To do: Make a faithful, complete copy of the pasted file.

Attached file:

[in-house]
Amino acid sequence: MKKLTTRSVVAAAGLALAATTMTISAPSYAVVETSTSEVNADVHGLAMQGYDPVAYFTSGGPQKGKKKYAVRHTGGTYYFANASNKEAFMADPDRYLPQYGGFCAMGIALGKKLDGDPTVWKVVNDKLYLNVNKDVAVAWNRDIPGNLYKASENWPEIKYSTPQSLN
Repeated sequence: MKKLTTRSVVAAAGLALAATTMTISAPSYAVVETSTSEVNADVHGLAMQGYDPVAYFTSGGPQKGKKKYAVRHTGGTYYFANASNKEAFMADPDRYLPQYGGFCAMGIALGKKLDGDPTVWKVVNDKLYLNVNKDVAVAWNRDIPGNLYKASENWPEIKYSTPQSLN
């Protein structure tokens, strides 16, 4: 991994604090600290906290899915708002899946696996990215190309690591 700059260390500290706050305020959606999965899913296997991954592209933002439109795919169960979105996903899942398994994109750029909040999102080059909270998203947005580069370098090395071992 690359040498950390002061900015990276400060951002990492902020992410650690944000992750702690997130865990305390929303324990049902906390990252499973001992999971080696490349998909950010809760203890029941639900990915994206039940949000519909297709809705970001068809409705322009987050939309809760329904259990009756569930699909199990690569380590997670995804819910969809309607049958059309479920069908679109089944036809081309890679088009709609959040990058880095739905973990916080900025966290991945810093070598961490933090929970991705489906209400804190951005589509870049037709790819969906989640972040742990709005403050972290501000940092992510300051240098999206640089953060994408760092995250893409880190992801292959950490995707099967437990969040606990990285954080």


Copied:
[in-house]
Amino acid sequence: MKKLTTRSVVAAAGLALAATTMTISAPSYAVVETSTSEVNADVHGLAMQGYDPVAYFTSGGPQKGKKKYAVRHTGGTYYFANASNKEAFMADPDRYLPQYGGFCAMGIALGKKLDGDPTVWKVVNDKLYLNVNKDVAVAWNRDIPGNLYKASENWPEIKYSTPQSLN
Repeated sequence: MKKLTTRSVVAAAGLALAATTMTISAPSYAVVETSTSEVNADVHGLAMQGYDPVAYFTSGGPQKGKKKYAVRHTGGTYYFANASNKEAFMADPDRYLPQYGGFCAMGIALGKKLDGDPTVWKVVNDKLYLNVNKDVAVAWNRDIPGNLYKASENWPEIKYSTPQSLN
């Protein structure tokens, strides 16, 4: 991994604090600290906290899915708002899946696996990215190309690591 700059260390500290706050305020959606999965899913296997991954592209933002439109795919169960979105996903899942398994994109750029909040999102080059909270998203947005580069370098090395071992 690359040498950390002061900015990276400060951002990492902020992410650690944000992750702690997130865990305390929303324990049902906390990252499973001992999971080696490349998909950010809760203890029941639900990915994206039940949000519909297709809705970001068809409705322009987050939309809760329904259990009756569930699909199990690569380590997670995804819910969809309607049958059309479920069908679109089944036809081309890679088009709609959040990058880095739905973990916080900025966290991945810093070598961490933090929970991705489906209400804190951005589509870049037709790819969906989640972040742990709005403050972290501000940092992510300051240098999206640089953060994408760092995250893409880190992801292959950490995707099967437990969040606990990285954080």